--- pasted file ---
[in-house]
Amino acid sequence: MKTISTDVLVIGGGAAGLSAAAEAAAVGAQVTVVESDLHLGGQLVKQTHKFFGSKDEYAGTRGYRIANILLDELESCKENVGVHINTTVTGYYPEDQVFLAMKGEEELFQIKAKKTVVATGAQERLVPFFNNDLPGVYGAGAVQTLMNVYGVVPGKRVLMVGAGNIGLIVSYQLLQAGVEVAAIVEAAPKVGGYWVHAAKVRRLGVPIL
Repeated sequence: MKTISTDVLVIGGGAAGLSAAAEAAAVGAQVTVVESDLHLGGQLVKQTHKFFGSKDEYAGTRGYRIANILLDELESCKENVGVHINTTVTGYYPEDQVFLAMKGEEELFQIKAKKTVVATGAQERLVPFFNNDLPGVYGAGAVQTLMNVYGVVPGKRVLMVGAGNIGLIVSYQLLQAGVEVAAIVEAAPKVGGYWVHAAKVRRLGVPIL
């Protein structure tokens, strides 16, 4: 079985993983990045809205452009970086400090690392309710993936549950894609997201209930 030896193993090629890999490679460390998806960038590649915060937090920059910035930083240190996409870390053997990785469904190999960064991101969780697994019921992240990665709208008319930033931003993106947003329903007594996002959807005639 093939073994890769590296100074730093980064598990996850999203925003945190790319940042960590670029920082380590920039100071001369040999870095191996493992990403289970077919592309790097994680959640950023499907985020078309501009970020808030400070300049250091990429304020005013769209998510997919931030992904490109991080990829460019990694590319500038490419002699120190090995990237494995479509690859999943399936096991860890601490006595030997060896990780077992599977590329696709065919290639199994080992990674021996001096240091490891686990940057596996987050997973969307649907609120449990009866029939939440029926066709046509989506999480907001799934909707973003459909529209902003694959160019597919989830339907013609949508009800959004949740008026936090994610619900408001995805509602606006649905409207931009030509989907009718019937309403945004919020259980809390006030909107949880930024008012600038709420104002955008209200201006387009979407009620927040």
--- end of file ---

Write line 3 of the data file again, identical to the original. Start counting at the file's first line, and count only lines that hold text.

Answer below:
Repeated sequence: MKTISTDVLVIGGGAAGLSAAAEAAAVGAQVTVVESDLHLGGQLVKQTHKFFGSKDEYAGTRGYRIANILLDELESCKENVGVHINTTVTGYYPEDQVFLAMKGEEELFQIKAKKTVVATGAQERLVPFFNNDLPGVYGAGAVQTLMNVYGVVPGKRVLMVGAGNIGLIVSYQLLQAGVEVAAIVEAAPKVGGYWVHAAKVRRLGVPIL